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Myopathies

What are Myopathies?

Muscles generate the force required for movements. Myopathies refers to the various conditions or disorders that affect the skeletal muscle, it’s cell structure and metabolism, which cause malfunction of the muscle.

Myopathies Symptoms and Signs.

There are different types/forms of myopathies, and each type manifests with unique features. In general, however, most people with myopathies show one or more of the following symptoms and signs:

  • Progressive weakness in the proximal muscles of the limbs which causes waddling gait, difficulty rising from sitting, and difficulty raising the arm above the head.
  • Cramps
  • Muscle pain (myalgias)
  • Progressive fatigue
  • Decreased exercise tolerance

Myopathies Common Causes

Myopathies occurs after something disrupts and interferes with the normal structure and/or the normal metabolic processes of the muscle cells, resulting in the muscle malfunction. The underlying causes for myopathies can be genetic abnormalities, some drugs, inflammation, infections, hormonal deficiencies or excess, vitamin deficiencies and electrolyte disorders.

There are two main categories of causes of myopathies, which include inherited or acquired categories:

Inherited myopathies include some conditions like:

  • Duchenne muscular dystrophy
  • Becker muscular dystrophy
  • Type 1 and 2 myotonic dystrophies
  • Facioscapulohumeral dystrophy
  • Central core myopathy
  • Pompe’s disease

Acquired myopathies include some conditions like:

  • Polymyositis
  • Dermatomyositis
  • Inclusion body myositis
  • Viral infections (HIV, influenza virus, Epstein-Barr virus)
  • Lyme disease
  • Systemic lupus
  • Scleroderma
  • Sarcoidosis
  • Amyloidosis
  • Some medications like steroids, statins, fibrates, amiodarone, among others
  • Vitamin D deficiency.
  • Hypothyroidism

Myopathies Diagnosis

Diagnosing the cause of myopathy requires eliciting a complete medical history which should explore, among other things, the use of certain medications, presence of certain infections or other diseases that might help to clarify the diagnosis. Other important aspects of the history family history as well as childhood developmental milestones. Physical examination is done to determine the pattern of muscle weakness and to look for other useful signs to guide diagnosis. In addition, your doctor will usually recommend some tests to confirm the diagnosis, including:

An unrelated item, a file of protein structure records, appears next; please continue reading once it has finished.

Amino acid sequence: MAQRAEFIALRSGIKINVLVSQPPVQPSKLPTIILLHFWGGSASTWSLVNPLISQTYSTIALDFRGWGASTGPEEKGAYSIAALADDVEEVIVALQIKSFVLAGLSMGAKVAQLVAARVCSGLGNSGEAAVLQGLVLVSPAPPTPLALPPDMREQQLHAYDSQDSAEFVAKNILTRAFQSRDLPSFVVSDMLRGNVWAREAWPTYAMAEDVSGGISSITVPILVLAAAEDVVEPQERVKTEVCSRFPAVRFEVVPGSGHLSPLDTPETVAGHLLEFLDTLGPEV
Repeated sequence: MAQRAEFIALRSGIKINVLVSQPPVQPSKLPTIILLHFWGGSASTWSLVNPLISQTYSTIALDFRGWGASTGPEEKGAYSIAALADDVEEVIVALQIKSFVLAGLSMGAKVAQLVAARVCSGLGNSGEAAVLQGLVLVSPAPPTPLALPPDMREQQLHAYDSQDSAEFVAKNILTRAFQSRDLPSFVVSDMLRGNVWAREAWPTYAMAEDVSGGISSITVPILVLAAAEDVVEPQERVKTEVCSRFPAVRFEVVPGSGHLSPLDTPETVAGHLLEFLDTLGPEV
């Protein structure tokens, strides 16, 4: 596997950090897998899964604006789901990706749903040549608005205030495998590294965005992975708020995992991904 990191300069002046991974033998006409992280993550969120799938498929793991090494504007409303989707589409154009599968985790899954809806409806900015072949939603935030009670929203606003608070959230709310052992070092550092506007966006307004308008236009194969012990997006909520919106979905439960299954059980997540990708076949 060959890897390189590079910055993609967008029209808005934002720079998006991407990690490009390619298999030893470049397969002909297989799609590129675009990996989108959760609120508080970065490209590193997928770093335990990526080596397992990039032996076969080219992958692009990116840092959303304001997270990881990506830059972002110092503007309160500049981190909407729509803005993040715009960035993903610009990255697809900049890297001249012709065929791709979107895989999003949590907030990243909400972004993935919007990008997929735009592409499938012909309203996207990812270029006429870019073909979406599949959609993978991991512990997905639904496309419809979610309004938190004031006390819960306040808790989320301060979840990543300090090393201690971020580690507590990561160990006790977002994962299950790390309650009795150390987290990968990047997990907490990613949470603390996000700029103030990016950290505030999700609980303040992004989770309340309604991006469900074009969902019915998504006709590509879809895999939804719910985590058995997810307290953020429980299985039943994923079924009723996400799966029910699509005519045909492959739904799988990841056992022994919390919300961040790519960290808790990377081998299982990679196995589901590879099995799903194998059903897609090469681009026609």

• Blood tests. In order to measure some products in your blood that might indicate the presence of muscle damage, including elevations in creatine phosphokinase (CPK), aldolase, lactate dehydrogenase (LDH) and lactate. Blood levels of pertinent vitamins and hormones may also be measured.
  • Nerve conduction study. This is often carried out before needle EMG in order to exclude neuropathies which may present similarly to muscle disorders.
  • Electromyography (EMG).In which your doctor will insert a needle electrode through your skin into selected muscles to evaluate their electrical activity. This often confirms the presence of muscle disorder and helps differentiate it form neuropathy. It may also give specific clues to final diagnosis in some cases, such as myotonic dystrophy.
  • Muscle biopsy. Tissue examination might help determine the specific type of muscle condition, especially in those with certain genetic muscle disorders.

Myopathies Treatment

Treating myopathies depends on the underlying cause of this condition and whether it’s an inherited or acquired myopathy.

Inherited Myopathies

Most cases of inherited myopathies have no cure and the treatment is mostly supportive during the years of life, including some options like physical therapy, nutrition, and genetic counseling. There are some hereditary myopathies like Duchenne muscular dystrophy, that after been treated with corticosteroids, has shown some improvement within the strength and also have slow the progression of the disease. Some rare disorders such as Pompe disease now have available treatments that can halt the progress of disease and prolong life lived without disability.

Acquired Myopathies

The best treatment option for acquired myopathies is to identify and correct the underlying cause. This includes treating responsible infections, withdrawing culpable medications, and improving general conditions. Immune modulators may be employed in cases of inflammatory myopathies such as polymyositis. Physical therapy may also be necessary in order to prevent contractures and disabilities.

 

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